Imagine you’ve just finished reading “Slim and Healthy without Dieting” and decided to lose weight using my approach.
A few weeks later, you’ve lost three pounds (which is great, by the way) but you’re still feeling a bit unsure about the whole thing.
That night you’re at a party and you speak to a woman who, coincidence of coincidences has also discovered Dr. K.
But she’s lost 20 pounds!
How did she do it?
Does she have some remarkable character trait that you don’t?
What is her secret?
She has a secret. It’s one thing she has done that you haven’t. I’ll tell you what that is in a second.
One Person’s Ease. Another Person’s Difficulty.
Prior to last year, my experience with helping women lose weight was based on one-to-one clinic sessions each week.
But since last March when I set up an internet forum, I’ve had the opportunity to see weight loss from a whole different angle, because I get to interact with forum members on a daily basis.
Today when I was on the forum, I saw someone who was quite successfully making changes to their eating habits and noticing BIG changes in their appetite (decreasing) and improved food choices.
While another forum member was still finding it difficult.
What was the difference between these women?
The Difference that Makes a Difference
There’s a simple answer.
One was in Week 4 of the course. And the other was in Week 14.
This is enough to account for all the differences between these two women. The one who was finding it easier had simply been doing it for longer.
How these changes take shape
When you first start to lose weight, it is perfectly natural to have doubts. It’s perfectly natural to feel like success is far away. This is especially true if you’ve had a long history of weight struggles.
But if you keep with it (remember, “the only way you can fail with this approach is if you give up”) you’ll start to notice some differences.
You’ll become more aware of your appetite. You’ll realise that what you thought was hunger, was not.
You’ll see that you can cut back portions a bit, and not notice any change in satisfaction or enjoyment.
You’ll start to eat less. And then even less. When you look at your food diary, it will get smaller and smaller each week.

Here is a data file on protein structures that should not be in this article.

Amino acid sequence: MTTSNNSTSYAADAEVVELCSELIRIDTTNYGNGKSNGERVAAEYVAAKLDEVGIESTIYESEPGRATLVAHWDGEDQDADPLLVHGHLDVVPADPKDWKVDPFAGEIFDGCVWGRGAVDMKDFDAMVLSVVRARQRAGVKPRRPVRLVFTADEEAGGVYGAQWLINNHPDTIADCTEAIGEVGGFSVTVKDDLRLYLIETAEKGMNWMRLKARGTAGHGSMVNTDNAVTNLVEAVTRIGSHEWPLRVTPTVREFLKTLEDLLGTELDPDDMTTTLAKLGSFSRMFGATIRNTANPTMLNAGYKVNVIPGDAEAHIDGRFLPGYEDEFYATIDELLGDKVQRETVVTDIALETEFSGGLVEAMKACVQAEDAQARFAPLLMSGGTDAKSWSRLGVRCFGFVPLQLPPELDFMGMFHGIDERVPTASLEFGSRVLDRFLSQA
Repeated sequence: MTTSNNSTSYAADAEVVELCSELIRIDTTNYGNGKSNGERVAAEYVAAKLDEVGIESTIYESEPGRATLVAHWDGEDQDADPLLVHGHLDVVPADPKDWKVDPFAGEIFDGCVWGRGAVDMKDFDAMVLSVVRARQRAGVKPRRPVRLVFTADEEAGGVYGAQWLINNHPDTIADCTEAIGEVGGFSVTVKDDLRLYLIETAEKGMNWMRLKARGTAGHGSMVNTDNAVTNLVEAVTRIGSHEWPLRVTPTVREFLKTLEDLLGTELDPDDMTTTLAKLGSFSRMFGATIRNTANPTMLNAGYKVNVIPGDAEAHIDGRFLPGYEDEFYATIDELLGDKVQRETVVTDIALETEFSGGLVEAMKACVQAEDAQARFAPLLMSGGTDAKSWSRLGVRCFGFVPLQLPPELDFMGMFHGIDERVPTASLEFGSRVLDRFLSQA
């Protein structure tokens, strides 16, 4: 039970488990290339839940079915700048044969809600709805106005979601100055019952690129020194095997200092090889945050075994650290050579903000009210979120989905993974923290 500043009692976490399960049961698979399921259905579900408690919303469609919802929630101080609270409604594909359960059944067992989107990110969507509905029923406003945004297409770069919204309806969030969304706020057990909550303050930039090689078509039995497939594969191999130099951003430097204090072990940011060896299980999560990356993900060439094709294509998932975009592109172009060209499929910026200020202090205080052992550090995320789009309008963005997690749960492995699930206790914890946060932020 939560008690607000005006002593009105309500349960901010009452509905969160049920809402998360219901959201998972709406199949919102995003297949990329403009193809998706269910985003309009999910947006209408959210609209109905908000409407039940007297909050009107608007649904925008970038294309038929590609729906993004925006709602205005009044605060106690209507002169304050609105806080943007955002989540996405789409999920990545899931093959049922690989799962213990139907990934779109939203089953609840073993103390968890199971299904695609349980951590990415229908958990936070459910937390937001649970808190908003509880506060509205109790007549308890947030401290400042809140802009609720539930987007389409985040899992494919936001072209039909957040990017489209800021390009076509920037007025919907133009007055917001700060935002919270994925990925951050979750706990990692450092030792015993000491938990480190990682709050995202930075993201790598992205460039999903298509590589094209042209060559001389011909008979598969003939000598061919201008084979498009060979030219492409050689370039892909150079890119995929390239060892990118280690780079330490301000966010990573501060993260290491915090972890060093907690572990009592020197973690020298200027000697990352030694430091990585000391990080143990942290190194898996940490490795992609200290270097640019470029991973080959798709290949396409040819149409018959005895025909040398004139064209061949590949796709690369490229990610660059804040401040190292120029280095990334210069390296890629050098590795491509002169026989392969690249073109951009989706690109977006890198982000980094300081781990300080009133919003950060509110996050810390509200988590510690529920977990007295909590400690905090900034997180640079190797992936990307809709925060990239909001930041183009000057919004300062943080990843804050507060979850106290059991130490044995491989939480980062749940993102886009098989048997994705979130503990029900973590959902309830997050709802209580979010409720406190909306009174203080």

These changes happen slowly to begin with, but accelerate over time.
It’s a glorious thing to behold when I see someone’s eating transform right before my eyes on their food diary.
When you do this, suddenly next thing you know, you’re at Week 14, and someone who’s at Week 4 is looking at your food diary and thinking “How does she eat so little?”
But this is why I think you need to give time for weight loss to occur. You can’t rush it.
If I was to start pressuring the person in Week 4 to eat like the person in Week 14, it would be overwhelming and not helpful.
On most diets, you’re made to feel bad about over-eating. But I don’t agree with this at all. In my experience being gentle, supportive and non-judgmental is a much better way to get results.
The difference between you and the person who’s succeeded is TIME. They’ve given it the time to let it work.
Losing weight using a behavioural approach is a journey and you need to take it at the right speed.
Of course, sometimes it takes longer. And sometimes less time. But it’s OK. It doesn’t matter how long it takes.
There’s no prizes for quick weight loss. But there is one for sustainable weight loss. And that prize is being slim and healthy for life.
I want to hear from you:
Do you feel rushed to lose weight?
Do you look at others who are slim and feel impatient to get there?
Do you feel discouraged when you see others have reached their goal, forgetting that they’re just further along the road than you?
Do you wonder if you can ever eat less?
Leave a comment below
P.S. If you are interested in joining my internet forum, registrations are currently closed. But you’ll get the opportunity in May when I open up my Transformation Online Course to new registrations.